Wednesday, February 15, 2017


Q.  My husband and I were both married before and we were both in very difficult marriages with a great deal of arguing and fighting. We want to be sure we don’t repeat that pattern again. We’ve just been married a few months and so far we’ve gotten along well. What can we do to avoid conflict in this marriage?

A. It is impossible to avoid conflict in a close relationship. However, you can learn to handle conflict so that it helps the relationship rather than hurting it. Avoiding conflict and keeping the peace at all costs doesn’t work. When we avoid conflict, issues are decided by not being decided. Avoidance of conflict also can cause hidden resentment if either person feels they’re giving in or aren’t being heard. 
Guide Lines
One tool that often helps couples resolve differences is to agree to ground rules in the way issues are discussed. The following guide lines will help.
1. Stick to one issue. If you’re upset about many issues, make a list of them and discuss them one at a time. Start with just one and stick to that issue.
2. Use “I statements” and good listening skills to understand each other’s point of view on the issue. For example, “I would like you to…” rather than “You never…” or “You always…”
3. Define the problem. For example, you may feel rejected because your husband is watching TV during much of his free time. He may view your comments about this as nagging and feel you don’t understand his need to relax after a hard day at work. To define the problem think about what it is you want from each other. Perhaps you need his undivided attention for a half hour each evening. Perhaps he needs time to unwind watching TV. Once the problem is defined it’s easier to go on to the solutions.
4. List all the possible solutions without censoring any. Use your creativity and imagination to come up with many solutions. We often see only two solutions - mine and yours. There are many solutions to most every problem.
5. Look at all the solutions and think about the pros and cons of each one. Is there one that will meet the needs of both of you - at least partially?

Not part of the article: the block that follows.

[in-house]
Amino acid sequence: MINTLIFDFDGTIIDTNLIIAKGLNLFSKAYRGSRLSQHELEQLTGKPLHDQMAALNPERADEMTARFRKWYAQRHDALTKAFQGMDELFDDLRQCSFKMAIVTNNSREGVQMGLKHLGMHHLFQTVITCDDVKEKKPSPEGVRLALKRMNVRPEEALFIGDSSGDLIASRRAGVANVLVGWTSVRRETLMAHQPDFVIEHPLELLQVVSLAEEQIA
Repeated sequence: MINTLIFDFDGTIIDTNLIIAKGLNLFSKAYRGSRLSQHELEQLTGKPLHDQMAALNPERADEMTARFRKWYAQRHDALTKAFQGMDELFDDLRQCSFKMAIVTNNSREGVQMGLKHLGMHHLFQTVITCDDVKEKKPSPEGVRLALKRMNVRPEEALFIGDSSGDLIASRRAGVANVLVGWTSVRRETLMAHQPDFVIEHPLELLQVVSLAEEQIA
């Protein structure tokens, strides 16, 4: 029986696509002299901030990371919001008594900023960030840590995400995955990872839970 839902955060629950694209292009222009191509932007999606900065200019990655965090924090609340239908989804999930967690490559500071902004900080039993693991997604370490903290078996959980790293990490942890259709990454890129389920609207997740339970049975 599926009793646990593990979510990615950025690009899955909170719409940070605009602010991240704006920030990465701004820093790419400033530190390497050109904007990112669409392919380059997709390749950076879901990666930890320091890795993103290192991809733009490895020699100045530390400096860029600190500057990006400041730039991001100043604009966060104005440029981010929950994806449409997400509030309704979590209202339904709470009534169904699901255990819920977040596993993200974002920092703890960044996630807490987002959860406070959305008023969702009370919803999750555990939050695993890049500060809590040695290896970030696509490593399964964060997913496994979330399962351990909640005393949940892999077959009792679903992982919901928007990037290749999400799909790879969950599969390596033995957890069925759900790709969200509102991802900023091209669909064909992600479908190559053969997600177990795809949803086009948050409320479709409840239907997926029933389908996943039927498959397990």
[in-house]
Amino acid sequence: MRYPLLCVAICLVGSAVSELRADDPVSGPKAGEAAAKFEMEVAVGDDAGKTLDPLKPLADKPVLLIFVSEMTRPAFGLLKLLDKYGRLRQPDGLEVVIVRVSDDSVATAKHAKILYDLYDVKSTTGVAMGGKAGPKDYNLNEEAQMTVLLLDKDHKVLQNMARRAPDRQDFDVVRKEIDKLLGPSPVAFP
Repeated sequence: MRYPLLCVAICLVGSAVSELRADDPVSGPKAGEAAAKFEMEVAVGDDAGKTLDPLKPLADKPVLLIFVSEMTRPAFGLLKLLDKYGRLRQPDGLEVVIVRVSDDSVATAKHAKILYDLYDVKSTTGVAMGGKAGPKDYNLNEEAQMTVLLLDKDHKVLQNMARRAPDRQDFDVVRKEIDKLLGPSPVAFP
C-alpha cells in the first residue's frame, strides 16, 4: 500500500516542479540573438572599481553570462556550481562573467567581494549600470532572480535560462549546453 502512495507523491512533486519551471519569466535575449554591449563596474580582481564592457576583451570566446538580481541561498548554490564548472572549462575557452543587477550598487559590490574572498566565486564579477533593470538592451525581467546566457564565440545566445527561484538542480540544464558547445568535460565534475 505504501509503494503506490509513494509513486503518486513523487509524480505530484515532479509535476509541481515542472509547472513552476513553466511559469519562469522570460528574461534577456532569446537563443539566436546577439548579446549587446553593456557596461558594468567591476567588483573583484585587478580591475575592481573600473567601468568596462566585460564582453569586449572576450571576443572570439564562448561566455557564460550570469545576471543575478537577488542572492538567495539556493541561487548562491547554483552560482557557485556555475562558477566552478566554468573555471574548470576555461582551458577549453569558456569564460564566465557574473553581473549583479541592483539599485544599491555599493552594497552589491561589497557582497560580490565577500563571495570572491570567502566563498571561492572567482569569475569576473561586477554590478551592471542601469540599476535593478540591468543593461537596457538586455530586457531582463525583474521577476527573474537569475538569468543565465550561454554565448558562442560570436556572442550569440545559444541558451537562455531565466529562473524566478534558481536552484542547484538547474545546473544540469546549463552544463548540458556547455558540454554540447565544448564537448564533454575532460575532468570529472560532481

The above guide lines take time, persistence and practice so don’t give up. 

Settling Decisions
Communication is helped also by knowing there are several ways decisions can be settled: by consensus, compromise, agree to disagree, and by policies. 

1. Consensus or agreement may be reached. Some decisions can be made by consensus after there is open communication. This may happen as a result of one partner becoming convinced the other one has a good idea. Agreement can also come about when a couple arrive at a new choice that both find pleasing.
2. Compromise may be reached. Compromise involves each partner giving a little to meet the needs of the other and each partner getting part of what they want.

3. You may agree to disagree. Some issues do not require agreement because they’re matters of personal preference. Couples may disagree about politics, for example.  Couples may enjoy debating these differences but it’s not necessary for agreement to be reached. We don’t have to think exactly alike on everything.
4. Policies can be established. It’s helpful for couples to agree on policies before problems begin. Most couples over time develop policies without writing them down. It’s even more helpful to write these policies down. For example, you might agree on a policy that one person’s needs takes precedence over the other person’s wants. This would mean that buying a washing machine comes before purchasing a boat. Or the need for a car takes precedence over new furniture.
Another policy might be that the one with the strongest preference makes the decision.  Couples can use a rating scale from 1-10 to tell each other how important a preference is. If one partner is an eight about eating at LaRosa’s and the other is a five for Applebee’s, the eight makes the decision. This works unless the same person always has stronger preferences than the other one.
A policy relating to chores might state that the partner who has the time or the partner who is most able will do the job. A related policy would state that the person who is expected to do the work will have the final say on how and when a job is done.
Couples might also adopt a policy that when they are away from their partner they can each do, say, and wear whatever they want. When they are together they will not do anything that bothers or embarrasses the other. Couples may also want to adopt policies about the use of money, handling children, in-laws, and their use of time.
Some times we can’t reach a decision; we aren’t ready to decide about an issue. Then we can agree to continue talking. Set a time and day to do this. If after several serious attempts to solve the issue you still are at an impasse, counseling can help. Also very helpful are marriage educational groups such as The Third Option and Marriage Enrichment.

“Arrogant know it alls stir up discord, but wise men and women listen to each other’s counsel.” Proverbs 13:10 The Message

You may have to draw straws when faced with a tough decision.” Proverbs 18:18 The Message

Blessings, Dottie

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